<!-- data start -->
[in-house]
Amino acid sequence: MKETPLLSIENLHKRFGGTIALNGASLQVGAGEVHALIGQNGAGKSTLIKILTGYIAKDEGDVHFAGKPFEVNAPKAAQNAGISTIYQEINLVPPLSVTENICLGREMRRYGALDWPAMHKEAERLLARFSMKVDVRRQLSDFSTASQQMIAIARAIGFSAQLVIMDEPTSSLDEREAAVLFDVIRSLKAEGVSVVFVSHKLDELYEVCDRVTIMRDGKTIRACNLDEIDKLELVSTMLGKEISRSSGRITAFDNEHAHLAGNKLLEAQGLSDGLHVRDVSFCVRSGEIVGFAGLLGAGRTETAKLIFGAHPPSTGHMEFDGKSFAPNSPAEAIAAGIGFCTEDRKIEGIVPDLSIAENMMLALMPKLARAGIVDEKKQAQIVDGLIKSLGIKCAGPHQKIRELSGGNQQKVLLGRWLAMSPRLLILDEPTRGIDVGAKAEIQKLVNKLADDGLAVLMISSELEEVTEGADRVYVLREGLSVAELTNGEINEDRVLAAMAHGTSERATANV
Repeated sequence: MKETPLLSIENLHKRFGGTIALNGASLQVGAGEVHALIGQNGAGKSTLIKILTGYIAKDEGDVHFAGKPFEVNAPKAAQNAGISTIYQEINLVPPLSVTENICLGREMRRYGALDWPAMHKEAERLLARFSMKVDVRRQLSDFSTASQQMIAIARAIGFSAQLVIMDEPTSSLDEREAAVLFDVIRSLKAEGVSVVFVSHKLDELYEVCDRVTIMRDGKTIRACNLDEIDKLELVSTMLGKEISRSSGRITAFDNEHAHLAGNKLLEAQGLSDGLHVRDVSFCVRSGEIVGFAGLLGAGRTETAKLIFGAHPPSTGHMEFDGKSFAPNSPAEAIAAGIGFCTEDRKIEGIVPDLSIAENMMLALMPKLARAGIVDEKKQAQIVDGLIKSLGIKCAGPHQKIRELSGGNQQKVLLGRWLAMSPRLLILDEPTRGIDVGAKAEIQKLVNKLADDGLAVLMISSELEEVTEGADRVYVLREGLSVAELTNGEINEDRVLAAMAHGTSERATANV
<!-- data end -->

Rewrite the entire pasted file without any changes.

[in-house]
Amino acid sequence: MKETPLLSIENLHKRFGGTIALNGASLQVGAGEVHALIGQNGAGKSTLIKILTGYIAKDEGDVHFAGKPFEVNAPKAAQNAGISTIYQEINLVPPLSVTENICLGREMRRYGALDWPAMHKEAERLLARFSMKVDVRRQLSDFSTASQQMIAIARAIGFSAQLVIMDEPTSSLDEREAAVLFDVIRSLKAEGVSVVFVSHKLDELYEVCDRVTIMRDGKTIRACNLDEIDKLELVSTMLGKEISRSSGRITAFDNEHAHLAGNKLLEAQGLSDGLHVRDVSFCVRSGEIVGFAGLLGAGRTETAKLIFGAHPPSTGHMEFDGKSFAPNSPAEAIAAGIGFCTEDRKIEGIVPDLSIAENMMLALMPKLARAGIVDEKKQAQIVDGLIKSLGIKCAGPHQKIRELSGGNQQKVLLGRWLAMSPRLLILDEPTRGIDVGAKAEIQKLVNKLADDGLAVLMISSELEEVTEGADRVYVLREGLSVAELTNGEINEDRVLAAMAHGTSERATANV
Repeated sequence: MKETPLLSIENLHKRFGGTIALNGASLQVGAGEVHALIGQNGAGKSTLIKILTGYIAKDEGDVHFAGKPFEVNAPKAAQNAGISTIYQEINLVPPLSVTENICLGREMRRYGALDWPAMHKEAERLLARFSMKVDVRRQLSDFSTASQQMIAIARAIGFSAQLVIMDEPTSSLDEREAAVLFDVIRSLKAEGVSVVFVSHKLDELYEVCDRVTIMRDGKTIRACNLDEIDKLELVSTMLGKEISRSSGRITAFDNEHAHLAGNKLLEAQGLSDGLHVRDVSFCVRSGEIVGFAGLLGAGRTETAKLIFGAHPPSTGHMEFDGKSFAPNSPAEAIAAGIGFCTEDRKIEGIVPDLSIAENMMLALMPKLARAGIVDEKKQAQIVDGLIKSLGIKCAGPHQKIRELSGGNQQKVLLGRWLAMSPRLLILDEPTRGIDVGAKAEIQKLVNKLADDGLAVLMISSELEEVTEGADRVYVLREGLSVAELTNGEINEDRVLAAMAHGTSERATANV